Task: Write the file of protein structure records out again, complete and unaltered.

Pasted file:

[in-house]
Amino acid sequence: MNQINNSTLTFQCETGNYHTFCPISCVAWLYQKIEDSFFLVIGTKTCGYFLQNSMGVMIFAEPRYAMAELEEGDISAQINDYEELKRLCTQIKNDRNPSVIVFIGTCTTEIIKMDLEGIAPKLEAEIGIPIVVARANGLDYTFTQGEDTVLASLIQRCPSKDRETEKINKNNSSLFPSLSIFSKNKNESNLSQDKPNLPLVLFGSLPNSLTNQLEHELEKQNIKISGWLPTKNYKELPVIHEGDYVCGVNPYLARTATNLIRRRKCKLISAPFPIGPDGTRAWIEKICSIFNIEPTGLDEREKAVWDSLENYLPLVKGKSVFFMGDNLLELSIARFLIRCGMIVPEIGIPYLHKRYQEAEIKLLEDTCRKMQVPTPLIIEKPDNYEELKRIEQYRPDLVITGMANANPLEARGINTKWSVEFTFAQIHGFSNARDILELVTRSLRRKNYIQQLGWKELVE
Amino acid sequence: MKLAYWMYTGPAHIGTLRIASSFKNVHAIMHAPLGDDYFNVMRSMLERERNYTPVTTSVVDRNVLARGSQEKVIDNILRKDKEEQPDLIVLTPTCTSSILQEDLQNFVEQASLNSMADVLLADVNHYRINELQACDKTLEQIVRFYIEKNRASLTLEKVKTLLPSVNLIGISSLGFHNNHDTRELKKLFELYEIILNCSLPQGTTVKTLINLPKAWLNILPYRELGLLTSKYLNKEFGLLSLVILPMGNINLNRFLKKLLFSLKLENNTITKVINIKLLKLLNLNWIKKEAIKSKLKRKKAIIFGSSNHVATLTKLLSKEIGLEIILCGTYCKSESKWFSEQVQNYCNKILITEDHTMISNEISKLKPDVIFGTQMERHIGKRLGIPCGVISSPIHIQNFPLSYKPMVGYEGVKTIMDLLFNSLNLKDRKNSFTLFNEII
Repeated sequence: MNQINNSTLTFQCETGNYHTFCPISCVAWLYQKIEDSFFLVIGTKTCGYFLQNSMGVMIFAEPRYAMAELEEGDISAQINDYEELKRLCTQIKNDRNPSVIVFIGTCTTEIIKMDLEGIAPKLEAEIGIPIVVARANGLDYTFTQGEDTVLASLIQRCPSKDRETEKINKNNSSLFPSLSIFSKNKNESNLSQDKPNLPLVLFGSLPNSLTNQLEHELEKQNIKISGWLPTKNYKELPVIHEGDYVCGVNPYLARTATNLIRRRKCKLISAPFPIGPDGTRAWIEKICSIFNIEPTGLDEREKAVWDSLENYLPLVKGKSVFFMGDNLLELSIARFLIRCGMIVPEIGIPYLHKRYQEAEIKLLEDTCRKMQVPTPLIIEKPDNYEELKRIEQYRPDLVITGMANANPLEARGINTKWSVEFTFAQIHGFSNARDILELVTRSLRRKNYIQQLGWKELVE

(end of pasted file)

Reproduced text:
[in-house]
Amino acid sequence: MNQINNSTLTFQCETGNYHTFCPISCVAWLYQKIEDSFFLVIGTKTCGYFLQNSMGVMIFAEPRYAMAELEEGDISAQINDYEELKRLCTQIKNDRNPSVIVFIGTCTTEIIKMDLEGIAPKLEAEIGIPIVVARANGLDYTFTQGEDTVLASLIQRCPSKDRETEKINKNNSSLFPSLSIFSKNKNESNLSQDKPNLPLVLFGSLPNSLTNQLEHELEKQNIKISGWLPTKNYKELPVIHEGDYVCGVNPYLARTATNLIRRRKCKLISAPFPIGPDGTRAWIEKICSIFNIEPTGLDEREKAVWDSLENYLPLVKGKSVFFMGDNLLELSIARFLIRCGMIVPEIGIPYLHKRYQEAEIKLLEDTCRKMQVPTPLIIEKPDNYEELKRIEQYRPDLVITGMANANPLEARGINTKWSVEFTFAQIHGFSNARDILELVTRSLRRKNYIQQLGWKELVE
Amino acid sequence: MKLAYWMYTGPAHIGTLRIASSFKNVHAIMHAPLGDDYFNVMRSMLERERNYTPVTTSVVDRNVLARGSQEKVIDNILRKDKEEQPDLIVLTPTCTSSILQEDLQNFVEQASLNSMADVLLADVNHYRINELQACDKTLEQIVRFYIEKNRASLTLEKVKTLLPSVNLIGISSLGFHNNHDTRELKKLFELYEIILNCSLPQGTTVKTLINLPKAWLNILPYRELGLLTSKYLNKEFGLLSLVILPMGNINLNRFLKKLLFSLKLENNTITKVINIKLLKLLNLNWIKKEAIKSKLKRKKAIIFGSSNHVATLTKLLSKEIGLEIILCGTYCKSESKWFSEQVQNYCNKILITEDHTMISNEISKLKPDVIFGTQMERHIGKRLGIPCGVISSPIHIQNFPLSYKPMVGYEGVKTIMDLLFNSLNLKDRKNSFTLFNEII
Repeated sequence: MNQINNSTLTFQCETGNYHTFCPISCVAWLYQKIEDSFFLVIGTKTCGYFLQNSMGVMIFAEPRYAMAELEEGDISAQINDYEELKRLCTQIKNDRNPSVIVFIGTCTTEIIKMDLEGIAPKLEAEIGIPIVVARANGLDYTFTQGEDTVLASLIQRCPSKDRETEKINKNNSSLFPSLSIFSKNKNESNLSQDKPNLPLVLFGSLPNSLTNQLEHELEKQNIKISGWLPTKNYKELPVIHEGDYVCGVNPYLARTATNLIRRRKCKLISAPFPIGPDGTRAWIEKICSIFNIEPTGLDEREKAVWDSLENYLPLVKGKSVFFMGDNLLELSIARFLIRCGMIVPEIGIPYLHKRYQEAEIKLLEDTCRKMQVPTPLIIEKPDNYEELKRIEQYRPDLVITGMANANPLEARGINTKWSVEFTFAQIHGFSNARDILELVTRSLRRKNYIQQLGWKELVE